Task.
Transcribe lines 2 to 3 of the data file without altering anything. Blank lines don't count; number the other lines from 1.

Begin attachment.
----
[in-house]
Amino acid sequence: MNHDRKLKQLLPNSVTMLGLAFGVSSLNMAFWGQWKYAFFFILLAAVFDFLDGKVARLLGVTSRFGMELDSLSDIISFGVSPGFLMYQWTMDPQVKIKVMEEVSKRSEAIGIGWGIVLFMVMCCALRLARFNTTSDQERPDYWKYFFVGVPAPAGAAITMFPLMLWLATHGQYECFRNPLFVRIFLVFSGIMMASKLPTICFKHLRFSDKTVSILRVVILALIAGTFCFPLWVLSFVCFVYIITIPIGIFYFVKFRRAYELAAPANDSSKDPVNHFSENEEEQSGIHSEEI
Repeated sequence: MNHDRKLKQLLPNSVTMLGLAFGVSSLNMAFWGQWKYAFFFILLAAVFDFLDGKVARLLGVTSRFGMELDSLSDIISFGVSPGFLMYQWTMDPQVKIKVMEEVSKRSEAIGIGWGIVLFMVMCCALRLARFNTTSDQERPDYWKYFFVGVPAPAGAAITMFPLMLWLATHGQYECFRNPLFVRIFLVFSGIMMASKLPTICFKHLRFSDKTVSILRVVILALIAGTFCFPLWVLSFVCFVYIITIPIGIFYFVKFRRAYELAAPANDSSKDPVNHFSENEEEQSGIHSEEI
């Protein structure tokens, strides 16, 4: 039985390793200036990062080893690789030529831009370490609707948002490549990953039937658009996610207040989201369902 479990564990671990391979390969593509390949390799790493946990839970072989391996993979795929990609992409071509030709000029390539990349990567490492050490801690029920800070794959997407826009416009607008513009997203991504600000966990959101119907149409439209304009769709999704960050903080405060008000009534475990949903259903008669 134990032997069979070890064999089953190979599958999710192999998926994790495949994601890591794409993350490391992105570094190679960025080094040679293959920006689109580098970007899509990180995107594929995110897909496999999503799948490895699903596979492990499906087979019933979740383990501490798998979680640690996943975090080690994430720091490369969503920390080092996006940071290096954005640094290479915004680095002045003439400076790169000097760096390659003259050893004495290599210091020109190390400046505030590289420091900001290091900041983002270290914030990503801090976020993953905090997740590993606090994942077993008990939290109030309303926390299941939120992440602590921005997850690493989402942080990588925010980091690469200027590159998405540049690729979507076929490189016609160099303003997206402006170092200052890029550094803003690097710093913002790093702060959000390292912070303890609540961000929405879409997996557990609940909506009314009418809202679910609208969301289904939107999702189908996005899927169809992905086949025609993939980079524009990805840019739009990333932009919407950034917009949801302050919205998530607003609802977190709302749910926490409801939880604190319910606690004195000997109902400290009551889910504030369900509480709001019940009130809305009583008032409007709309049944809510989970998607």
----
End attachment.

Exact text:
Amino acid sequence: MNHDRKLKQLLPNSVTMLGLAFGVSSLNMAFWGQWKYAFFFILLAAVFDFLDGKVARLLGVTSRFGMELDSLSDIISFGVSPGFLMYQWTMDPQVKIKVMEEVSKRSEAIGIGWGIVLFMVMCCALRLARFNTTSDQERPDYWKYFFVGVPAPAGAAITMFPLMLWLATHGQYECFRNPLFVRIFLVFSGIMMASKLPTICFKHLRFSDKTVSILRVVILALIAGTFCFPLWVLSFVCFVYIITIPIGIFYFVKFRRAYELAAPANDSSKDPVNHFSENEEEQSGIHSEEI
Repeated sequence: MNHDRKLKQLLPNSVTMLGLAFGVSSLNMAFWGQWKYAFFFILLAAVFDFLDGKVARLLGVTSRFGMELDSLSDIISFGVSPGFLMYQWTMDPQVKIKVMEEVSKRSEAIGIGWGIVLFMVMCCALRLARFNTTSDQERPDYWKYFFVGVPAPAGAAITMFPLMLWLATHGQYECFRNPLFVRIFLVFSGIMMASKLPTICFKHLRFSDKTVSILRVVILALIAGTFCFPLWVLSFVCFVYIITIPIGIFYFVKFRRAYELAAPANDSSKDPVNHFSENEEEQSGIHSEEI